With a collapsed Edmund Kean unable to continue as Othello – and despite concurrent protests against the Abolition of Slavery Act – Aldridge was drafted in to play the title role.

His Desdemona (Charlotte Lucas’s open-minded Ellen Tree, engaged to Kean’s outraged son) welcomes the opportunity to learn from Aldridge’s less restrained, more passionate style, but resentment and prejudice are rife elsewhere – especially among the critics whose racist reviews ensured that, despite success in Europe, he never played in London again.

Told in flashback, Indhu Rubasingham’s inaugural production as artistic director moves smoothly from Poland in 1867 (where an older, ailing Aldridge prepares for Lear) to that fatefully impassioned young man’s interpretation in Covent Garden, before returning to the dressing room in Lodz and an unforgettable transformation.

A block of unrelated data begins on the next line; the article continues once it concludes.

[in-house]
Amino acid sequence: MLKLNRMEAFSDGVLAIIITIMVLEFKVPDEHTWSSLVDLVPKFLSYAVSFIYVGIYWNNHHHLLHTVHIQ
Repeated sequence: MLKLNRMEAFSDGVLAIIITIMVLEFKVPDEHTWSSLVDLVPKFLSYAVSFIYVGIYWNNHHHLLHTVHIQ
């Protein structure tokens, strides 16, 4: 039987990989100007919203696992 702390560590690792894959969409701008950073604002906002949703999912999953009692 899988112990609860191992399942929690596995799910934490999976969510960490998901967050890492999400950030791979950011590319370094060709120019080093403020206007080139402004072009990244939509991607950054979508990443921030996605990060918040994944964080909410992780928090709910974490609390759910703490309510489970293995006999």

There’s an occasional awkwardness to the writing, but Lester’s layered performance is mesmerising throughout and his confrontation with theatre manager Pierre Laporte (Eugene O’Hare) is played (by both) with a blazing intensity which is almost worth the price of admission alone.

Tricycle, Kilburn High Road, NW6 7JR
Tube | Kilburn
Until 24th November
£14.00 – £22.00

Image: Tristram Kenton